Asia-Pacific is the region to watch
The Asia-Pacific region certainly has more weight these days in the global economic system, especially as the Regional Comprehensive Economic Partnership will further stimulate economic integration in the region and accelerate the shift in the global economic balance by Asia-Pacific favor.
The RCEP agreement, which was signed last November, brings together 15 Asia-Pacific countries, including China and 10 members of the Association of Southeast Asian Nations, to form the largest bloc of free trade in the world which covers almost a third of the world population as well as GDP.
On June 25, Japan ratified the agreement, and in doing so, it became the third member to move towards implementation of RCEP.
Prior to that, China and Singapore had completed the ratification process in April. The pact will enter into force 60 days after its ratification by six ASEAN members and three non-ASEAN countries.
China sees the signing of the RCEP agreement as a victory for free trade and multilateralism. As the world’s second-largest economy, China still has a strong stance on deepening reforms and opening up wider to the rest of the world.
Once in force, the RCEP agreement will eliminate tariffs on up to 90% of goods traded between its signatories over the next 20 years. The agreement will also standardize the investment rules between its signatories.
Experts praise the common rule of origin established by RCEP. Only 40 percent of the regional content is required for goods to be considered of RCEP origin, a much lower threshold requirement compared to many other free trade agreements. The rule of origin defines whether a product comes from one of the member countries to benefit from tariff eliminations.
In addition, as countries in the region have different levels of development and there are no common benchmarks for environmental protection and labor standards, less restrictive rules in the RCEP could involve fewer obstacles to trade within the region.
A report by trade credit insurer Euler Hermes released earlier this year said that while developed economies accounted for around 80 percent of global GDP in 2000, the ratio fell to around 60 percent in 2019, the Asia-region. Pacific representing 8 percentage points of the decline of 20 percentage points.
RCEP has sent a strong signal for continued and enhanced integration in the region, while intra-regional trade in Asia-Pacific is already very high compared to other regions; and Asia-Pacific economies also on average exhibit relatively strong levels of complementarity with their regional trading partners, according to the report.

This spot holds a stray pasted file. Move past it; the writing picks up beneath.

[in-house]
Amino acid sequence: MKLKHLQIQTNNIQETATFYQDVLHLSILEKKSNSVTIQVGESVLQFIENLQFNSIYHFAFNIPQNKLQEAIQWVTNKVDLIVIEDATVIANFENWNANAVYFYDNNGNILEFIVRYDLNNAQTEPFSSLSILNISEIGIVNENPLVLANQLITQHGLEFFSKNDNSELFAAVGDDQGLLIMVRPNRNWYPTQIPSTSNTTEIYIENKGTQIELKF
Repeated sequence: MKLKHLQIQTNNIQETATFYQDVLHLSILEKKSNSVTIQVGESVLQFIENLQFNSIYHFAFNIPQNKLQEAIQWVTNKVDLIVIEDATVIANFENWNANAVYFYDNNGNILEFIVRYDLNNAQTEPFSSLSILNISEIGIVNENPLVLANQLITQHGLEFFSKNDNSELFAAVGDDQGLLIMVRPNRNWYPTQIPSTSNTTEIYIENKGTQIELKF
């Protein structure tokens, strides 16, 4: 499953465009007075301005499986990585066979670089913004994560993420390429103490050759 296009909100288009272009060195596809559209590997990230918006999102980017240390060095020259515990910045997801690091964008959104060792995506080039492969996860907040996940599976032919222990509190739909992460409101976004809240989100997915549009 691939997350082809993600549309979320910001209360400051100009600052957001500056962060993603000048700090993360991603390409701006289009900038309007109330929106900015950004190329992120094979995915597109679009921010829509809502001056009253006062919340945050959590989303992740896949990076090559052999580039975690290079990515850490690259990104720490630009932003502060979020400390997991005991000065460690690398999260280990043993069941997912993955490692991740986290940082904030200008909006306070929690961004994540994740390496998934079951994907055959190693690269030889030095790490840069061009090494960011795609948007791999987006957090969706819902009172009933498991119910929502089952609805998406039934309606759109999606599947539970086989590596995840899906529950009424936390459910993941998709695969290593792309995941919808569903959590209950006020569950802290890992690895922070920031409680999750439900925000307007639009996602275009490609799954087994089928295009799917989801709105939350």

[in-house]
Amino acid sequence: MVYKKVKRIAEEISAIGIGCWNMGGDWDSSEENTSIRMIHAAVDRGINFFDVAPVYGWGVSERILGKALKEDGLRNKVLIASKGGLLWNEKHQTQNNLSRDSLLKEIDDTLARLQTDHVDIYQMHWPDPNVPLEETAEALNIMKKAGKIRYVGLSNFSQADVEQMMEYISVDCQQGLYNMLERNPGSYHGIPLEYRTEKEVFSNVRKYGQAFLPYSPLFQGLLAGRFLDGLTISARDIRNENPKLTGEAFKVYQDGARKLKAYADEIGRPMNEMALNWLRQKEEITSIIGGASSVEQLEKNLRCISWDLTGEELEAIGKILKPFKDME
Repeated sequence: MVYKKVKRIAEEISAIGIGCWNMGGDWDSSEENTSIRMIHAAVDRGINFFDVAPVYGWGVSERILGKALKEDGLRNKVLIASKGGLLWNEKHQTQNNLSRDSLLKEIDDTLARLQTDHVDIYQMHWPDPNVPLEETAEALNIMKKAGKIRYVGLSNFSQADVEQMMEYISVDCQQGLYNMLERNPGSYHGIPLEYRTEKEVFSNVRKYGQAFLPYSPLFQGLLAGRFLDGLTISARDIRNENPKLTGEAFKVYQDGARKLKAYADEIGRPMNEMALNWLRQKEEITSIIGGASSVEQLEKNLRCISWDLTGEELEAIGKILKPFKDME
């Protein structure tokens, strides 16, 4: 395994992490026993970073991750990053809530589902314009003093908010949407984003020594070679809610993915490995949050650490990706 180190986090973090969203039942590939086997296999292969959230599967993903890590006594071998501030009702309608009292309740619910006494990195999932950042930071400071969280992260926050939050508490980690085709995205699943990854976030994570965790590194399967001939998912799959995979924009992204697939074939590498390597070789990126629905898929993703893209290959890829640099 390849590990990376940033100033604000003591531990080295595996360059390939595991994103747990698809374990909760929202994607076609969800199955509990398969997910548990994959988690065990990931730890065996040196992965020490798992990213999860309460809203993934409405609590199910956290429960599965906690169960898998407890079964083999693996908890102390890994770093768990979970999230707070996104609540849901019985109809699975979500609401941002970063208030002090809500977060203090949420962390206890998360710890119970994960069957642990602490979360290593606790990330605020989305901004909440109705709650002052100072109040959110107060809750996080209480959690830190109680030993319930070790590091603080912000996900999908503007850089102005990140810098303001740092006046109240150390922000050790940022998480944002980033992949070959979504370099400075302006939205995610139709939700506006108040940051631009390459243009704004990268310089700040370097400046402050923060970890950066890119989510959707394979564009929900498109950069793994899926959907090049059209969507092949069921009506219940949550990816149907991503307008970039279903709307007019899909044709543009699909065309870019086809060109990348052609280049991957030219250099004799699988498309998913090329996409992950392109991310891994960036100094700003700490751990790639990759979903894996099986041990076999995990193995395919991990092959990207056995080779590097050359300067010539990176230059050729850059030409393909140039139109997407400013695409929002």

Of total world trade, intra-regional trade in Asia-Pacific averaged 25 percent in the 2010s, compared to 17 percent and 6 percent for the European Union and the North American Free Trade Agreement, respectively. .
RCEP will also stimulate the development of a wide range of emerging industries, including cross-border e-commerce and logistics.
It is well recognized that the establishment of a comprehensive and unified set of e-commerce rules at the multilateral level reflects the region’s consensus on many key issues, including the cross-border transmission of information, the storage of information, the online consumer protection, personal information protection and cybersecurity, which will create a stable institutional environment conducive to the growth of the digital economy.
Perhaps the remarks of Edward Yau, Secretary of Trade and Economic Development of the Hong Kong Special Administrative Region of China, during an Asia-Pacific Economic Cooperation videoconference recently, captures RCEP’s role in regional development.
High-quality regional free trade agreements would bring tangible economic benefits and strengthen the foundations of the regional economy, he said, calling on economies to support the rules-based multilateral trading system and deepen the economy. regional economic integration with a view to the eventual realization of the free trade area. Asia-Pacific.
Hong Kong looks forward to entering a formal dialogue on its RCEP membership when RCEP is ready to engage new partners, Yau said.
If things go as planned, the RCEP deal is expected to come into effect next year, and the Asia-Pacific region can then become an even greater power for global economic development.